Recently, I received an email from a math teacher who had been surfing the listservs. He found a list reportedly from NYSED about topics that will no longer be tested on the new Common Core Algebra II Regents exam (as opposed to the current Algebra 2 with Trigonometry exam). He pointed out that some of the topic on the list were in the Table of Contents for our new Common Core Algebra II text. When I looked at the list, I did find some items that I’ve included that won’t be tested. Here’s the full list. I’ve highlighted the topics from the list that are in my curriculum. Remember, these are the topics from the current Algebra 2 and Trigonometry that will NOT be tested on the new Common Core Algebra II Regents exam next June. The bold face ones are those that are still in my text.
1. Rationalizing binomial denominators
2. Dividing complex numbers (incl. rationalizing binomial denominators, ex: 10/(3 – i)
3. Solving absolute value equations algebraically
4. Solving absolute value inequalities
5. Given a real-life scenario, write an absolute value inequality that models it
6. Solve problems involving direct and inverse variation
7. Simplifying complex fractions
8. Using L. of Sines and L. of Cosines to solve triangles
9. Finding area of a triangle using (1/2)abSinC
10. Ambiguous case (SSA, using L. of Sines)
11. Binomial Probabilities/Bernoulli experiments
* ex) Given that the chance of snow on any day in February is 40%, find the probability that is snows at least 10 days during the month of February.
12. Finding probabilities based on comparing areas
13. Finding probabilities using permutations and combinations
14. Composition of functions
* writing an algebraic rule for f(g(x)) given f(x) and g(x)
* Finding the domain of f(g(x)) given f(x) and g(x)
15. Co-functions (applying the idea that cos(A) = sin(90 – A) in various ways)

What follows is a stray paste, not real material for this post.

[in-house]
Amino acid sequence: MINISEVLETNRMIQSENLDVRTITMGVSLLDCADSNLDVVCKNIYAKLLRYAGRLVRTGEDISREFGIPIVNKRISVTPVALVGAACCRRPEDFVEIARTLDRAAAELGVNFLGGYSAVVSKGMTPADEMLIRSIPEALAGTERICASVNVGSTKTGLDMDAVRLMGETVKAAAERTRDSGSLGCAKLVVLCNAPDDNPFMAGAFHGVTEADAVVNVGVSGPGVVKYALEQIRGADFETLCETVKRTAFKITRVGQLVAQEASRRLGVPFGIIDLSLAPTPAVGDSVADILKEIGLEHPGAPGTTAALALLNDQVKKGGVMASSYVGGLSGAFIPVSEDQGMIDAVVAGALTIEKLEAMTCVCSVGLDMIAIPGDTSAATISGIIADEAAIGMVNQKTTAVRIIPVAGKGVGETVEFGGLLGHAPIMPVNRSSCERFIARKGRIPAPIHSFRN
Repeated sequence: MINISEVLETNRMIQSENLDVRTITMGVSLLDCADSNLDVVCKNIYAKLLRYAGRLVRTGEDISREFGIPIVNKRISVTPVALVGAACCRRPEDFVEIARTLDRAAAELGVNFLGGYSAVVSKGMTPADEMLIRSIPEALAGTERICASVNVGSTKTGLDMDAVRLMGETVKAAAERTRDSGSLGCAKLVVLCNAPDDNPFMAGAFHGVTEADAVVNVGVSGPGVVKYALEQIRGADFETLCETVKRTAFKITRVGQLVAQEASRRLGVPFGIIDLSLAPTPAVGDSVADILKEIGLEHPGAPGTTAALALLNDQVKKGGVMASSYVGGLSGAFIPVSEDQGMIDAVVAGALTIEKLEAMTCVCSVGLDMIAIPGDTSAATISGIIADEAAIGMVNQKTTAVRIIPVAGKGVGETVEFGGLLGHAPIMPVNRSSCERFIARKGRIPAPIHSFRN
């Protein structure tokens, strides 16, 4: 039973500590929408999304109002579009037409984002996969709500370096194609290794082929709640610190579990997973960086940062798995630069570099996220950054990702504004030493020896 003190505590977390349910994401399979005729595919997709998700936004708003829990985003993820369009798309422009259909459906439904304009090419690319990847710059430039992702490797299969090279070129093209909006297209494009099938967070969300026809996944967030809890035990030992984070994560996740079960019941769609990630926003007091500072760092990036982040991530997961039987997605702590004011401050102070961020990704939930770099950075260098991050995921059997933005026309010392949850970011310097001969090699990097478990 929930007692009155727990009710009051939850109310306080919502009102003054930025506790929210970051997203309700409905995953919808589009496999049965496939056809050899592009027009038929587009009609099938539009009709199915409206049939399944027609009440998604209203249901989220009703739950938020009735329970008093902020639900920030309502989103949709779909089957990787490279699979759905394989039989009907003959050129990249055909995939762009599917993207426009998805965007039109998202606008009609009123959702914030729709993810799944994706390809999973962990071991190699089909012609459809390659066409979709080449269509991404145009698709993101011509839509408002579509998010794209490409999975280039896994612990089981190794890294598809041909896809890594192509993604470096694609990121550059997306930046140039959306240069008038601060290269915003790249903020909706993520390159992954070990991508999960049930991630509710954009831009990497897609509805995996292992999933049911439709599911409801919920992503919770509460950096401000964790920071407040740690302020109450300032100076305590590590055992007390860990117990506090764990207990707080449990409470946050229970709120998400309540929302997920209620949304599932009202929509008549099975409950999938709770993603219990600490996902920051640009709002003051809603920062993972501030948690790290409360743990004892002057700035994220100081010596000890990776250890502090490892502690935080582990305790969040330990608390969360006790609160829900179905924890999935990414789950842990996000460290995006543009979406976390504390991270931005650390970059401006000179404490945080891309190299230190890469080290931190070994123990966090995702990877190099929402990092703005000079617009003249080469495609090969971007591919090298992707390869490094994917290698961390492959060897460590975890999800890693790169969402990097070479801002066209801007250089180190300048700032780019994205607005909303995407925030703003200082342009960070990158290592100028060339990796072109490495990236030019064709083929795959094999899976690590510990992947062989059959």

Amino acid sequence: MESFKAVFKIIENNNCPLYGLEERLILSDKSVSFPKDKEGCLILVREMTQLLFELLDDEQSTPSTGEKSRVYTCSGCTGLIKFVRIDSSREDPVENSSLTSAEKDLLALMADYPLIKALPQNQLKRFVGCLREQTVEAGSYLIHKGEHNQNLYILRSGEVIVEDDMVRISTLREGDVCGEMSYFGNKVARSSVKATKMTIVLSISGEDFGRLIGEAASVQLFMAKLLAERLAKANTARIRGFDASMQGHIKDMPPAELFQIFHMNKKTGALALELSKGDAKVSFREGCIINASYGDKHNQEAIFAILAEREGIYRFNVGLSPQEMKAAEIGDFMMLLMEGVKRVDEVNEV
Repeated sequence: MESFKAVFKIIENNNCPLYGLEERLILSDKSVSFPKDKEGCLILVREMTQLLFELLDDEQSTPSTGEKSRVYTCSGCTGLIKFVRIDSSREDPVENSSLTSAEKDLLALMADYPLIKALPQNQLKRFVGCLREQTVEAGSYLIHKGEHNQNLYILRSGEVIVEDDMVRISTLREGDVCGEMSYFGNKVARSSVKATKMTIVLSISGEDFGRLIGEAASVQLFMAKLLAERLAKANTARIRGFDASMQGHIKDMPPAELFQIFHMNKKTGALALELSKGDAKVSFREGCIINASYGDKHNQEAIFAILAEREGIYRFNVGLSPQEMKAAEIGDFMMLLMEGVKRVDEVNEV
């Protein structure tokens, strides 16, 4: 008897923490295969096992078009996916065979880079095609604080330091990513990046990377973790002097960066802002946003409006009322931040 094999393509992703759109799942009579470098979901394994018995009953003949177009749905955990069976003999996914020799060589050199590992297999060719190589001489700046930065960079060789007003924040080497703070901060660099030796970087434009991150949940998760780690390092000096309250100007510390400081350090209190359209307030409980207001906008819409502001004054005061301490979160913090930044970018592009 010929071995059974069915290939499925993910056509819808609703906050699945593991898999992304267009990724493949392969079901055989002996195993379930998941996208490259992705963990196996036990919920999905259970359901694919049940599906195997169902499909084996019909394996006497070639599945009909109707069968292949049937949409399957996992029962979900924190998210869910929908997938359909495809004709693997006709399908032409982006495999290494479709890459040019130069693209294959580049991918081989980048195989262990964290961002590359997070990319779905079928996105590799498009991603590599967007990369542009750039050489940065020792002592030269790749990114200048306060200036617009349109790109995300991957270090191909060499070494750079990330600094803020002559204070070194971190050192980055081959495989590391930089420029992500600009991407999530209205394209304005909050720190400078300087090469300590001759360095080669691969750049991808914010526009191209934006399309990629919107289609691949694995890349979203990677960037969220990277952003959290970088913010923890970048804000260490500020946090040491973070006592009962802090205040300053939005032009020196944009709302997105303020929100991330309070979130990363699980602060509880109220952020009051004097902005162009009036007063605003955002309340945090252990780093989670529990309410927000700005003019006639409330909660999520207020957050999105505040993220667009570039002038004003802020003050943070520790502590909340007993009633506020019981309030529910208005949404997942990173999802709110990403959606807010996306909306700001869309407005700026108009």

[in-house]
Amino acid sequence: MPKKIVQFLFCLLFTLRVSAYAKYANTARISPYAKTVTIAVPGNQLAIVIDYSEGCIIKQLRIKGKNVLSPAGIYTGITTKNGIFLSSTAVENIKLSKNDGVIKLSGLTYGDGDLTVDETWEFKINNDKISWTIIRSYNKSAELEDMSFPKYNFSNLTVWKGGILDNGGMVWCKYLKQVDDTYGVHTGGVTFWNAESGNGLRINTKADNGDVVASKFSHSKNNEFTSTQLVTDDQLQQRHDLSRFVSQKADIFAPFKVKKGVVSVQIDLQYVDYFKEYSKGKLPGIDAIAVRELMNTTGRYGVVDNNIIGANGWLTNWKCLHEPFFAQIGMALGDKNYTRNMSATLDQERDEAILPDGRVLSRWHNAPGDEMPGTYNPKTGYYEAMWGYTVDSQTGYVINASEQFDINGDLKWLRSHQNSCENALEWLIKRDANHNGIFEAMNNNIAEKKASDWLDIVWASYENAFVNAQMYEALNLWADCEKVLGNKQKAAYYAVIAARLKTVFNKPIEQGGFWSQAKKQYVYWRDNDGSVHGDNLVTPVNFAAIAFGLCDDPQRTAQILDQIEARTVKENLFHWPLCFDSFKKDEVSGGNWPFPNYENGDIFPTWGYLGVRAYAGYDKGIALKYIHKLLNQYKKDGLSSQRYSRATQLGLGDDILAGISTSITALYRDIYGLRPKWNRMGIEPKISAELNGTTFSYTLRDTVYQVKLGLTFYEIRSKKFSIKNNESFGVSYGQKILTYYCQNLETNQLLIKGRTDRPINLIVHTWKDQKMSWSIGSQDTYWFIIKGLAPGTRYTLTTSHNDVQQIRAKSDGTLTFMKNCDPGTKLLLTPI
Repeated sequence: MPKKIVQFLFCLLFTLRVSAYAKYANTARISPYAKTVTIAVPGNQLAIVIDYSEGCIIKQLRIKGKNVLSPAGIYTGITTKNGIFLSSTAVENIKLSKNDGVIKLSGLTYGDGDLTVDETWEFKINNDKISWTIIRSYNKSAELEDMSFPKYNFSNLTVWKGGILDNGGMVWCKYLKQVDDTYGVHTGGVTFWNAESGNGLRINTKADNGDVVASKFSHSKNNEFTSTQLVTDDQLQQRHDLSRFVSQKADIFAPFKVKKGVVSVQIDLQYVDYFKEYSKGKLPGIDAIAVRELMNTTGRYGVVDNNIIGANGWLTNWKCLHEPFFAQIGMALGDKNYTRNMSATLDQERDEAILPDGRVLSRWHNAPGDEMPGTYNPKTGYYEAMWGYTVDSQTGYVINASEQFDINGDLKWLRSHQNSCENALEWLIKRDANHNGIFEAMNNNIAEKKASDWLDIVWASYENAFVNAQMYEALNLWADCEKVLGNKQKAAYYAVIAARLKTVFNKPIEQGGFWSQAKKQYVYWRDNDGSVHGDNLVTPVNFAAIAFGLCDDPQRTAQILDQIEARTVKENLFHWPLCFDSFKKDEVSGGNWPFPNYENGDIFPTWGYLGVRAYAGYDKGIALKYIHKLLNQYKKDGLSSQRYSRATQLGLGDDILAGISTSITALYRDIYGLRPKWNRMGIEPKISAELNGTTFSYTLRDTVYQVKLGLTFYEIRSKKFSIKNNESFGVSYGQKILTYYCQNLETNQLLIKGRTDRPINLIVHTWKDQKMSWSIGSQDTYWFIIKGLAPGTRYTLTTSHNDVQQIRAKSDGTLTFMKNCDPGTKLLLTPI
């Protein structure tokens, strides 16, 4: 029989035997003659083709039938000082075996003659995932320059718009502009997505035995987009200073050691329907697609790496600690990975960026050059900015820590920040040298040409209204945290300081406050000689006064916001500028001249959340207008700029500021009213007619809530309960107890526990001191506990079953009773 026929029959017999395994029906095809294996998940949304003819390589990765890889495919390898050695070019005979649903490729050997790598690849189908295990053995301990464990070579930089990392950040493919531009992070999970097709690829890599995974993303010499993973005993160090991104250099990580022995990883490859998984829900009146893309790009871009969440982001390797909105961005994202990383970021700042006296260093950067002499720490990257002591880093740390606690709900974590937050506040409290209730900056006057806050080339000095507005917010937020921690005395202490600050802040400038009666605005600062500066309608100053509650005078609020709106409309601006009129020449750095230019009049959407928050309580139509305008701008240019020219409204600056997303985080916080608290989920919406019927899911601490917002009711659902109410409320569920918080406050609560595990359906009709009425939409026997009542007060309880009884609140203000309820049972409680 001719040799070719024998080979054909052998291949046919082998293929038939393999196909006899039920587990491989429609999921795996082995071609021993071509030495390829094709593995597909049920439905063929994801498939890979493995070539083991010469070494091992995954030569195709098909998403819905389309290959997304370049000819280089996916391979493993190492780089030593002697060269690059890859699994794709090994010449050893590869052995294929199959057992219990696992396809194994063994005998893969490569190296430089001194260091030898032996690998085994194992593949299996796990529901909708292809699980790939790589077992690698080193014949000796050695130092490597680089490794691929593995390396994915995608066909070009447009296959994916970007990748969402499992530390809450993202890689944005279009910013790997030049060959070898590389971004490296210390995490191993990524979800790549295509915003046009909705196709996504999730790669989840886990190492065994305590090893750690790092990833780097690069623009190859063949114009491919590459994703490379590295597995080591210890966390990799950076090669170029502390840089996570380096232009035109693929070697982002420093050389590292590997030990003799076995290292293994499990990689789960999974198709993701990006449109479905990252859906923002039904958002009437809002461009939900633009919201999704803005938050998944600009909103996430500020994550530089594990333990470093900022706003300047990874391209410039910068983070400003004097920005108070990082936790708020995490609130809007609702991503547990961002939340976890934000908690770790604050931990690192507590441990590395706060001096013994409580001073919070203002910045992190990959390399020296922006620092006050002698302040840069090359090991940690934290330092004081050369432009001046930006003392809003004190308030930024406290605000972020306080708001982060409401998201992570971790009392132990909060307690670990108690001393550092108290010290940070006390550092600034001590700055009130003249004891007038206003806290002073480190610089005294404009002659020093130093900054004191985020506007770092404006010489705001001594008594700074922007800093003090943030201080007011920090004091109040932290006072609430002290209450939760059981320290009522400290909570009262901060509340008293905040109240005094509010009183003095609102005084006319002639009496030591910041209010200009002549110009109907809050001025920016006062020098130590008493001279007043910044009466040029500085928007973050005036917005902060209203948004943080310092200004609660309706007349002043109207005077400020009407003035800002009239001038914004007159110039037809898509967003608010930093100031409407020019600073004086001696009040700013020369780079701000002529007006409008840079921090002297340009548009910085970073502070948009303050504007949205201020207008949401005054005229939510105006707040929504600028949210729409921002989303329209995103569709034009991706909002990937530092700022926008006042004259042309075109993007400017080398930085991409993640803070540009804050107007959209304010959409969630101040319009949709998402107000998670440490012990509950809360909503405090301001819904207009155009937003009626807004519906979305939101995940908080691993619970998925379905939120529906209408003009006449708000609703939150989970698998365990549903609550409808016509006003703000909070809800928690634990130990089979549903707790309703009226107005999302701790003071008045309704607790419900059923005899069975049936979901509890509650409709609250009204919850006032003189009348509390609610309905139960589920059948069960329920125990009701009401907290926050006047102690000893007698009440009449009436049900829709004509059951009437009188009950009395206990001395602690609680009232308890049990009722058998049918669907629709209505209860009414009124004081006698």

16. Angle Sum, Angle Difference and Double Angle identities
17. Solving Trig equations (linear, quadratic, equations requiring use of the identities above)
So, the vast majority of these I’ve left out. I had originally put binomial probability into the course because, truly, it is the basis for all of the mathematics behind the sampling of populations to test sample proportions, but I’ve decided against it due to not having developed the concept of a combination (or any counting theory of any type).
I have included both complex fractions and composition of functions. Let me explain why. I think that this course will be the last math class many, many students take before going to college. Sure, many will take high school precalculus, but many will not. I do not believe, by far and large, that colleges are adjusting to the changes in the Common Core curriculum. And I think that students should be exposed to function composition and all of the topics in a robust rational algebra unit, including the simplifying of complex fractions before taking precalculus.
By the way, did you notice that they didn’t list other rational algebra topics, even though they are not formally in the PARCC End of Year Standards for Common Core? I’ve included reducing rational expressions, multiplying, dividing, and summing, but they aren’t really supposed to be tested. I find it fascinating that this list does not include them. Makes me happy I did.
When I wrote this book I included material from Algebra 2 with Trigonometry along with material as specified by the Common Core Standards via the PARCC End of Year topic delineation. But, really, I wrote a curriculum that covered all of the topics I felt would be assessed, while including topics that I thought were valuable in telling the story of Algebra 2 (or Algebra II or whatever we want to call it). I think it is a compelling story and I hope that our text tells it in a way that forces students to think critically and solve problems with the advanced tools of higher-order algebra.
Here’s a link to the actual discussion forum post with the list in it: